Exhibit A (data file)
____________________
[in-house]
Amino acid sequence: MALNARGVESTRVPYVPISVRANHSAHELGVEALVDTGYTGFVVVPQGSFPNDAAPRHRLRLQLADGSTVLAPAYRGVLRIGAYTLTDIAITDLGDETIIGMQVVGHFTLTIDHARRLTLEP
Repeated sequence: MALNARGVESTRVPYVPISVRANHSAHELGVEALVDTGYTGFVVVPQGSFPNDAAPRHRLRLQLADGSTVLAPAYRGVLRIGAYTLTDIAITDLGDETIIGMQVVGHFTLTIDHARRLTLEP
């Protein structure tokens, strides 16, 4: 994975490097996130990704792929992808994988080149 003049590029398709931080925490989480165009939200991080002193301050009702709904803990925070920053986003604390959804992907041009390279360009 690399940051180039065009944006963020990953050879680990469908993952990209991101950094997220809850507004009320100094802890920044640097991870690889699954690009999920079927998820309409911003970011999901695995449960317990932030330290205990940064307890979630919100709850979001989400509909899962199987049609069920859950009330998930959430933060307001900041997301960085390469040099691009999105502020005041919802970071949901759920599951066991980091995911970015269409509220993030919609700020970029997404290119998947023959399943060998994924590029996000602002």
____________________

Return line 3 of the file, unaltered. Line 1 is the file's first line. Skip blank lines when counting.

Repeated sequence: MALNARGVESTRVPYVPISVRANHSAHELGVEALVDTGYTGFVVVPQGSFPNDAAPRHRLRLQLADGSTVLAPAYRGVLRIGAYTLTDIAITDLGDETIIGMQVVGHFTLTIDHARRLTLEP